'The happy and powerful do not go into exile," wrote Alexis de Tocqueville, the brilliant visitor from France who struggled to understand the dynamic new American nation nearly two centuries ago.
His trip to the United States in the 1830s, and his book, Democracy in America, speak directly to the historic current reform of immigration.
President Barack Obama has provided a capstone to the successful bipartisan effort in Congress. In a speech Tuesday, he he praised the cooperative initiative of Senate Democrats and Republicans to update our tangled and disorderly immigration laws, regulations and practices.
The president spoke in Las Vegas, a rapidly growing city with a large population of immigrants, both legal and illegal. Substantial numbers of immigrants work in the hotel and related service industries, one of the few sectors of the U.S. economy where union strength is growing. Since New Deal days, labor unions have been a mainstay of Democratic Party support.
Obama's points reflect those emphasized by lawmakers, including increased border security, penalties for employers who hire illegal immigrants, and an orderly path toward legal residence and citizenship to help undocumented residents "get on the right side of the law." He rightly termed this approach "common sense" given the current realities.
In the Senate, Republicans John McCain of Arizona and Marco Rubio of Florida and Democrat Charles Schumer of New York are among those spearheading immigration reforms. McCain has long been interested in the subject. He and the late Sen. Ted Kennedy, D-Mass., led a similar immigration effort in 2006. Their bill succeeded in the Senate, only to fail in the House. McCain consistently stresses essential border security.
Rubio, a possible presidential contender in 2016, is a conservative with strong Tea Party support. Florida has been pivotal in recent presidential elections, especially in 2000, where an exceptionally close race in the state between Republican George W. Bush and Democrat Al Gore led the U.S. Supreme Court to intervene and declare Bush the winner. The state has a large, heavily Hispanic immigrant population.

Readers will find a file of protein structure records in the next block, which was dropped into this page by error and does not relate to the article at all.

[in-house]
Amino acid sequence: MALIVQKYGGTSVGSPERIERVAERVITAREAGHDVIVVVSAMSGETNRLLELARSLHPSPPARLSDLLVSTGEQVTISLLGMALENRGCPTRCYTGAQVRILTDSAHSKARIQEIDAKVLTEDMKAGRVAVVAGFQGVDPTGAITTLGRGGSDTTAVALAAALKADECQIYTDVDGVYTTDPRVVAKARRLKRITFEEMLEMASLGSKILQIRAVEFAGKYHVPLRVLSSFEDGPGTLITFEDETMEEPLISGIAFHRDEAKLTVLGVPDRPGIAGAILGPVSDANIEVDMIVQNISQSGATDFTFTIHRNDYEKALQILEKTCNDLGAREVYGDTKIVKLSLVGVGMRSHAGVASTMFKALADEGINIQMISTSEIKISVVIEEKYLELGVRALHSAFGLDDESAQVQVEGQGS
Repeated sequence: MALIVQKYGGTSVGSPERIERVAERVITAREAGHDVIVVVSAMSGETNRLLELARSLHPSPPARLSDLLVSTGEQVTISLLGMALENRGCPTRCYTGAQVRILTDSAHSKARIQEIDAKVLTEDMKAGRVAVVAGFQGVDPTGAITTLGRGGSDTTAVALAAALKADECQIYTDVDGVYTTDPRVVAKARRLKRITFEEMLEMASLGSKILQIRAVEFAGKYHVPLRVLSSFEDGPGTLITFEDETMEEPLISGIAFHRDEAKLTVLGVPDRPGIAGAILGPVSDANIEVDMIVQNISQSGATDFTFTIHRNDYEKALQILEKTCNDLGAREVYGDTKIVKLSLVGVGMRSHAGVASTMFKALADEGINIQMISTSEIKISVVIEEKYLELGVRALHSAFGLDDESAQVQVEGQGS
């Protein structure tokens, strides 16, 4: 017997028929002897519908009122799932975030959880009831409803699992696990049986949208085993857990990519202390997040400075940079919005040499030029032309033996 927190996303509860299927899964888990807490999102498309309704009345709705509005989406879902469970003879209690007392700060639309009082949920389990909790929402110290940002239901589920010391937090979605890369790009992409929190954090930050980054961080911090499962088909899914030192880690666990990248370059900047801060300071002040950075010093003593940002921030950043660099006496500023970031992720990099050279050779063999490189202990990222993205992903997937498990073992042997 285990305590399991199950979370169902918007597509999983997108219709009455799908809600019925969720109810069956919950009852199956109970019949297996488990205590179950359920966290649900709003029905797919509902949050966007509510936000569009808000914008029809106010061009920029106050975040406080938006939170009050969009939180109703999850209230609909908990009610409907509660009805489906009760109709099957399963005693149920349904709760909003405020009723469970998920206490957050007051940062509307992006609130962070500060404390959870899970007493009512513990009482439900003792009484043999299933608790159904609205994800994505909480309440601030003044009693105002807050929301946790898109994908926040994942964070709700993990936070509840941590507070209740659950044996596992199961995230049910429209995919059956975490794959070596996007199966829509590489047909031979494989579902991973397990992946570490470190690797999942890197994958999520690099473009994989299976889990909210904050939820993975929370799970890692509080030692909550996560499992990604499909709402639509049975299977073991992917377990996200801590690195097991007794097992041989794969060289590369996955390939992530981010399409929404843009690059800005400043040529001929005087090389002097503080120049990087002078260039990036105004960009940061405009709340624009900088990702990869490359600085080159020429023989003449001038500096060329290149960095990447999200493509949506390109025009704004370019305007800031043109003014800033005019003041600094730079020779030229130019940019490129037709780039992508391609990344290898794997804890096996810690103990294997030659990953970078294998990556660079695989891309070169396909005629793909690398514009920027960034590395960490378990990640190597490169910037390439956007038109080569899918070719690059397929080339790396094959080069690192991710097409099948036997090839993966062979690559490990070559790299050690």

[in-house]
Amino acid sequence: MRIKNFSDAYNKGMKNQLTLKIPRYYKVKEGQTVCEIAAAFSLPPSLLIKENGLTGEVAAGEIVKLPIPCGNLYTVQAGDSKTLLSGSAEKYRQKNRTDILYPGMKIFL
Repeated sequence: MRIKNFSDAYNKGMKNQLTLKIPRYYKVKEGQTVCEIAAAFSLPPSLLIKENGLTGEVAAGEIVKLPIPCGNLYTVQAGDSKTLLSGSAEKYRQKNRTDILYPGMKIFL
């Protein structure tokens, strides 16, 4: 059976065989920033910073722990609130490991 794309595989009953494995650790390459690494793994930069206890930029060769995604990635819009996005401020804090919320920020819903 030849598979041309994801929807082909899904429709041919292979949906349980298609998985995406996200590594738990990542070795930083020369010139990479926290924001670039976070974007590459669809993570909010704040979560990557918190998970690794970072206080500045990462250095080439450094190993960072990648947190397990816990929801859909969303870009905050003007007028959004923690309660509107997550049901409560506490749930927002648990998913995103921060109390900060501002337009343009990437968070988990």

Schumer is vice chairman of the Democratic caucus in the Senate, making him his party's third-ranking leader, after the majority leader and the party whip. His prominence in the effort underscores the bipartisan character and also adds geographic diversity, joining the Northeast of the country with the Sunbelt.
The Hispanic population is growing rapidly. While it's heavily Democratic -- giving the Obama-Biden ticket an estimated 71 percent of its votes in 2012 -- it also shows variability.
The GOP's modern record for winning Hispanic votes came in 2004, when the Bush-Cheney ticket secured an estimated 44 percent. The Bush family has sponsored a sustained effort to court this population, beginning at least as early as George H.W. Bush's successful 1988 presidential campaign.
Some Republicans believe the traditional conservative Catholic outlook of many Hispanics provides an opportunity for recruitment, despite current voting trends.
The country's first Catholic president, John F. Kennedy, wrote A Nation of Immigrants and used this column's opening Tocqueville quote. The book was published posthumously -- shortly after Kennedy's administration had submitted immigration-reform legislation to Congress. The book emphasized the country's exceptionally diverse population. Early on, it made the point that the country's only indigenous residents were the Native Americans who greeted the first Europeans to land here.
Kennedy's successor, President Lyndon B. Johnson, pushed the historic reform legislation through Congress.
Now, Obama and the current Congress have the opportunity to make history, too.
(Arthur Cyr is Clausen Distinguished Professor at Carthage College in Kenosha, Wis., and author of After the Cold War.)